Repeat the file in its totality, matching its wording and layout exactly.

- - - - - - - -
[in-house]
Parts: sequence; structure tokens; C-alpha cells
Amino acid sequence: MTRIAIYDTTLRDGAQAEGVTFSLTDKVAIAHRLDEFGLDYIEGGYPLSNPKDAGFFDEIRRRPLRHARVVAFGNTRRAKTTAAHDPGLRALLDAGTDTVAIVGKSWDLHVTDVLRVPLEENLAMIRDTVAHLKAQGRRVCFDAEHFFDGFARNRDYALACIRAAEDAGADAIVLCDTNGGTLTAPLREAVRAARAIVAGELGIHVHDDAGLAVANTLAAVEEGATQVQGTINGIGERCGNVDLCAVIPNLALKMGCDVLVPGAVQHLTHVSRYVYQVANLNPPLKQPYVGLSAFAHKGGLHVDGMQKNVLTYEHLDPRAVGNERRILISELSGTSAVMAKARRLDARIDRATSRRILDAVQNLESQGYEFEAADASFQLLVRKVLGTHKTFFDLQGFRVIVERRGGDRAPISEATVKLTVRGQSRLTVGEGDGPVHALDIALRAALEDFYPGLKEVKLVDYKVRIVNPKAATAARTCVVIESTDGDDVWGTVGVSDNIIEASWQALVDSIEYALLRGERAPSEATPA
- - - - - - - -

[in-house]
Parts: sequence; structure tokens; C-alpha cells
Amino acid sequence: MTRIAIYDTTLRDGAQAEGVTFSLTDKVAIAHRLDEFGLDYIEGGYPLSNPKDAGFFDEIRRRPLRHARVVAFGNTRRAKTTAAHDPGLRALLDAGTDTVAIVGKSWDLHVTDVLRVPLEENLAMIRDTVAHLKAQGRRVCFDAEHFFDGFARNRDYALACIRAAEDAGADAIVLCDTNGGTLTAPLREAVRAARAIVAGELGIHVHDDAGLAVANTLAAVEEGATQVQGTINGIGERCGNVDLCAVIPNLALKMGCDVLVPGAVQHLTHVSRYVYQVANLNPPLKQPYVGLSAFAHKGGLHVDGMQKNVLTYEHLDPRAVGNERRILISELSGTSAVMAKARRLDARIDRATSRRILDAVQNLESQGYEFEAADASFQLLVRKVLGTHKTFFDLQGFRVIVERRGGDRAPISEATVKLTVRGQSRLTVGEGDGPVHALDIALRAALEDFYPGLKEVKLVDYKVRIVNPKAATAARTCVVIESTDGDDVWGTVGVSDNIIEASWQALVDSIEYALLRGERAPSEATPA